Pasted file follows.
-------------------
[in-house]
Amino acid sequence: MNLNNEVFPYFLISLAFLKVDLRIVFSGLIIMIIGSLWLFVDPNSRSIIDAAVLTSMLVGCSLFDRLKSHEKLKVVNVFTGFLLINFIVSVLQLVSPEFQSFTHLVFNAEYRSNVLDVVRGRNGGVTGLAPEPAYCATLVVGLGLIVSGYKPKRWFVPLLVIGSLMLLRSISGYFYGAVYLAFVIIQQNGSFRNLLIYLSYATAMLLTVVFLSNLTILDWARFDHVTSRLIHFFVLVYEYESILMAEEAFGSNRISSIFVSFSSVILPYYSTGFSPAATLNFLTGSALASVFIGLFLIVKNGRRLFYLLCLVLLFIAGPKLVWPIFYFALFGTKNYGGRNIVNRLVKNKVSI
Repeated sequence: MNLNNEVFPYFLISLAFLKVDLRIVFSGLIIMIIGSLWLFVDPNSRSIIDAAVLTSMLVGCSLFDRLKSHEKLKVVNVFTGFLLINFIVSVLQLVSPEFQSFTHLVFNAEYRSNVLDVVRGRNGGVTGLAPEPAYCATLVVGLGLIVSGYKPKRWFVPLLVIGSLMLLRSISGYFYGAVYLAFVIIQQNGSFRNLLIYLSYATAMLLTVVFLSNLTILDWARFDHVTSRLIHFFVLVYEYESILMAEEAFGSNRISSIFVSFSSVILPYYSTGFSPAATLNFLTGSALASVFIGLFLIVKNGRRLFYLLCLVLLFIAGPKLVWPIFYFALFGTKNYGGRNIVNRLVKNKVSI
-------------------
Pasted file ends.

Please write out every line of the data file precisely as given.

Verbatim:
[in-house]
Amino acid sequence: MNLNNEVFPYFLISLAFLKVDLRIVFSGLIIMIIGSLWLFVDPNSRSIIDAAVLTSMLVGCSLFDRLKSHEKLKVVNVFTGFLLINFIVSVLQLVSPEFQSFTHLVFNAEYRSNVLDVVRGRNGGVTGLAPEPAYCATLVVGLGLIVSGYKPKRWFVPLLVIGSLMLLRSISGYFYGAVYLAFVIIQQNGSFRNLLIYLSYATAMLLTVVFLSNLTILDWARFDHVTSRLIHFFVLVYEYESILMAEEAFGSNRISSIFVSFSSVILPYYSTGFSPAATLNFLTGSALASVFIGLFLIVKNGRRLFYLLCLVLLFIAGPKLVWPIFYFALFGTKNYGGRNIVNRLVKNKVSI
Repeated sequence: MNLNNEVFPYFLISLAFLKVDLRIVFSGLIIMIIGSLWLFVDPNSRSIIDAAVLTSMLVGCSLFDRLKSHEKLKVVNVFTGFLLINFIVSVLQLVSPEFQSFTHLVFNAEYRSNVLDVVRGRNGGVTGLAPEPAYCATLVVGLGLIVSGYKPKRWFVPLLVIGSLMLLRSISGYFYGAVYLAFVIIQQNGSFRNLLIYLSYATAMLLTVVFLSNLTILDWARFDHVTSRLIHFFVLVYEYESILMAEEAFGSNRISSIFVSFSSVILPYYSTGFSPAATLNFLTGSALASVFIGLFLIVKNGRRLFYLLCLVLLFIAGPKLVWPIFYFALFGTKNYGGRNIVNRLVKNKVSI